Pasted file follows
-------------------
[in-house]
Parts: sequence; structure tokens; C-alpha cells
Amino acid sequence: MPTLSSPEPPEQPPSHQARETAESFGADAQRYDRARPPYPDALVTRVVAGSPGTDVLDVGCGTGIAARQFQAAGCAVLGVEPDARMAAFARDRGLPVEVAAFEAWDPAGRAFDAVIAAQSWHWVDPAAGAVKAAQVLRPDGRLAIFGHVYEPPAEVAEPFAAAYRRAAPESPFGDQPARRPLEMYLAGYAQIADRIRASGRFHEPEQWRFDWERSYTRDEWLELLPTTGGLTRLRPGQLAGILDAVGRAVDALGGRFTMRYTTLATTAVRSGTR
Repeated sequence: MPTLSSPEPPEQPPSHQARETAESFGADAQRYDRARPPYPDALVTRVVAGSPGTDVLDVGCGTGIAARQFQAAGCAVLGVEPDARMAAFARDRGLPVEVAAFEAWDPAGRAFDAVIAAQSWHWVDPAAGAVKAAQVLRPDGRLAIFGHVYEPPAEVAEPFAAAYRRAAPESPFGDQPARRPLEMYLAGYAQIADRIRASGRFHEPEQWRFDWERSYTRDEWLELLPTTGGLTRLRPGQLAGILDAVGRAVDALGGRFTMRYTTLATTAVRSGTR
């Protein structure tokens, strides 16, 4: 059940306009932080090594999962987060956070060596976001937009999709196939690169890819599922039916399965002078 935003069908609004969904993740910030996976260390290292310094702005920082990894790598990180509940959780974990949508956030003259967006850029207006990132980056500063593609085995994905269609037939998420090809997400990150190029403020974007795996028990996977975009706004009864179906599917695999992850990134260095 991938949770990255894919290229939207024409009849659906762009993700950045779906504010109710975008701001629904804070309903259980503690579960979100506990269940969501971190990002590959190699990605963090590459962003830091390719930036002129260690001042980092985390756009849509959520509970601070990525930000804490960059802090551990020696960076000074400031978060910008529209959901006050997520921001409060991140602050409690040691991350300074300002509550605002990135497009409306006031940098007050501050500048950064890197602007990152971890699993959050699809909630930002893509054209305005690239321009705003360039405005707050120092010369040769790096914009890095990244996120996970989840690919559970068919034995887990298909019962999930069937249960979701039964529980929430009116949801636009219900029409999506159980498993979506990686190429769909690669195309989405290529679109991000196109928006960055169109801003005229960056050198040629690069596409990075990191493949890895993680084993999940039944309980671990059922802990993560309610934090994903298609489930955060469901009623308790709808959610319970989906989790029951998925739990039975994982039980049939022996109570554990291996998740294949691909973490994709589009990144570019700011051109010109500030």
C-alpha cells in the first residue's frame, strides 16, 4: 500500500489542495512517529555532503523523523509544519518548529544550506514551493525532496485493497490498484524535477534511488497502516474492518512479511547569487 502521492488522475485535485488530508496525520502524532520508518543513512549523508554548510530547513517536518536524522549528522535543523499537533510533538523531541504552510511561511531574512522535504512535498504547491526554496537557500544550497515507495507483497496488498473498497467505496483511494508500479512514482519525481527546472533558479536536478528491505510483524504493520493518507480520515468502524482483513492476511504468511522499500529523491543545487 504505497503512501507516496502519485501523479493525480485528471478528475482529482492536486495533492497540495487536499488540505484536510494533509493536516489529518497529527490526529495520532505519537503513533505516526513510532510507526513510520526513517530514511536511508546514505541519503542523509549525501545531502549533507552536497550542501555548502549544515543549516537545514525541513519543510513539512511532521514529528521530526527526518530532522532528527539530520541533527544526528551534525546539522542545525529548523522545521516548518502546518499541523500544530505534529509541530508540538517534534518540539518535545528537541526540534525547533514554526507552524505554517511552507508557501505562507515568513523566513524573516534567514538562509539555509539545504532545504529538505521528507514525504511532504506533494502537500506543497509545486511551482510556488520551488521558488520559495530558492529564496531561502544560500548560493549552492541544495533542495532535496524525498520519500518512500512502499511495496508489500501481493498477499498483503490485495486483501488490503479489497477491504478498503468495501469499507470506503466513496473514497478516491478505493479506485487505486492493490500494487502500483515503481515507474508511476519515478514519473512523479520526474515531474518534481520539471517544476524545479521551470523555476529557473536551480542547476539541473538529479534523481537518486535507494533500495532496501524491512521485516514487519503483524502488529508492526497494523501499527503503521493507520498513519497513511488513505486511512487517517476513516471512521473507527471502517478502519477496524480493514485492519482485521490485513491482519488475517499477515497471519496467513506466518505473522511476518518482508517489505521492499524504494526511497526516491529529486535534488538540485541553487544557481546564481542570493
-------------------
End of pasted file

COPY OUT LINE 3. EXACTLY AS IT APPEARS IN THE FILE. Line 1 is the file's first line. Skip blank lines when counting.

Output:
Amino acid sequence: MPTLSSPEPPEQPPSHQARETAESFGADAQRYDRARPPYPDALVTRVVAGSPGTDVLDVGCGTGIAARQFQAAGCAVLGVEPDARMAAFARDRGLPVEVAAFEAWDPAGRAFDAVIAAQSWHWVDPAAGAVKAAQVLRPDGRLAIFGHVYEPPAEVAEPFAAAYRRAAPESPFGDQPARRPLEMYLAGYAQIADRIRASGRFHEPEQWRFDWERSYTRDEWLELLPTTGGLTRLRPGQLAGILDAVGRAVDALGGRFTMRYTTLATTAVRSGTR